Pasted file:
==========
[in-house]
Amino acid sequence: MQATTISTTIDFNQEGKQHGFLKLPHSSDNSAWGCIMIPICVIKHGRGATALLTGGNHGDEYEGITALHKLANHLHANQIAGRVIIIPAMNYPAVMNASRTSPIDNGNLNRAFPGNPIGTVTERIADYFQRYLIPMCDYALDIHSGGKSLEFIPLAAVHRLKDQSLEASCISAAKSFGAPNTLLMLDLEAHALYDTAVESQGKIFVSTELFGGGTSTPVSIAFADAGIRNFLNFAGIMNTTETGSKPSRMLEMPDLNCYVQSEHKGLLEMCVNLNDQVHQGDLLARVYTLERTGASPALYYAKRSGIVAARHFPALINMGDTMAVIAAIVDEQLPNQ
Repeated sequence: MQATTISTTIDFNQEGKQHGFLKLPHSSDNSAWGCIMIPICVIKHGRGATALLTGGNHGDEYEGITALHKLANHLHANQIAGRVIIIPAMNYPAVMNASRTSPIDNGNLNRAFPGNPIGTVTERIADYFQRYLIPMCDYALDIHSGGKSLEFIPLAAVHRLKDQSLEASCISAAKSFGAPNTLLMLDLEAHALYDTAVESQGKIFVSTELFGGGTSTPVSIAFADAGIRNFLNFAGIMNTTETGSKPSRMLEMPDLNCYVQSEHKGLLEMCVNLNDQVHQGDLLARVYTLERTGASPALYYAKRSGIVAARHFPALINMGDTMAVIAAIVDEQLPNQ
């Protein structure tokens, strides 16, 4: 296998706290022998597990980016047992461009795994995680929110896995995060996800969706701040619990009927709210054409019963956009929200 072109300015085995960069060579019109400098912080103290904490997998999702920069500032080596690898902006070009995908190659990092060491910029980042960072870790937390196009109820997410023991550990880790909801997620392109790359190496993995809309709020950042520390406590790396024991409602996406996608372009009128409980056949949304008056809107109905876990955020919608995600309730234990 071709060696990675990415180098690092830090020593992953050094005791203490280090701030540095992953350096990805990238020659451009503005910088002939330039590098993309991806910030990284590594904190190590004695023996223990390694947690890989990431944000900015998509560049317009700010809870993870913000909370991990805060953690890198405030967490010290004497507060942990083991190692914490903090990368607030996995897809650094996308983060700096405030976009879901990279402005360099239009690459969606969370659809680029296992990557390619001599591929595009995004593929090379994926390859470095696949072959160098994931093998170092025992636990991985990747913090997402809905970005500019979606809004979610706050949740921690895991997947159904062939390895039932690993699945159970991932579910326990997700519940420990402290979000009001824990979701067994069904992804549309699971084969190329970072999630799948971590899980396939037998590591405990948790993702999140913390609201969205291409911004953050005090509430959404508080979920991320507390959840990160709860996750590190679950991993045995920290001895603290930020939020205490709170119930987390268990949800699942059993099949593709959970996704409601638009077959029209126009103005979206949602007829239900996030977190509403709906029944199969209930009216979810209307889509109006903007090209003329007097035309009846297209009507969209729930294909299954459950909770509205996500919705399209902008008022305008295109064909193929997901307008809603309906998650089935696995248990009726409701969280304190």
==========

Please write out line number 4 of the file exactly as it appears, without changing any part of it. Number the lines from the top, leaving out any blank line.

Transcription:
């Protein structure tokens, strides 16, 4: 296998706290022998597990980016047992461009795994995680929110896995995060996800969706701040619990009927709210054409019963956009929200 072109300015085995960069060579019109400098912080103290904490997998999702920069500032080596690898902006070009995908190659990092060491910029980042960072870790937390196009109820997410023991550990880790909801997620392109790359190496993995809309709020950042520390406590790396024991409602996406996608372009009128409980056949949304008056809107109905876990955020919608995600309730234990 071709060696990675990415180098690092830090020593992953050094005791203490280090701030540095992953350096990805990238020659451009503005910088002939330039590098993309991806910030990284590594904190190590004695023996223990390694947690890989990431944000900015998509560049317009700010809870993870913000909370991990805060953690890198405030967490010290004497507060942990083991190692914490903090990368607030996995897809650094996308983060700096405030976009879901990279402005360099239009690459969606969370659809680029296992990557390619001599591929595009995004593929090379994926390859470095696949072959160098994931093998170092025992636990991985990747913090997402809905970005500019979606809004979610706050949740921690895991997947159904062939390895039932690993699945159970991932579910326990997700519940420990402290979000009001824990979701067994069904992804549309699971084969190329970072999630799948971590899980396939037998590591405990948790993702999140913390609201969205291409911004953050005090509430959404508080979920991320507390959840990160709860996750590190679950991993045995920290001895603290930020939020205490709170119930987390268990949800699942059993099949593709959970996704409601638009077959029209126009103005979206949602007829239900996030977190509403709906029944199969209930009216979810209307889509109006903007090209003329007097035309009846297209009507969209729930294909299954459950909770509205996500919705399209902008008022305008295109064909193929997901307008809603309906998650089935696995248990009726409701969280304190």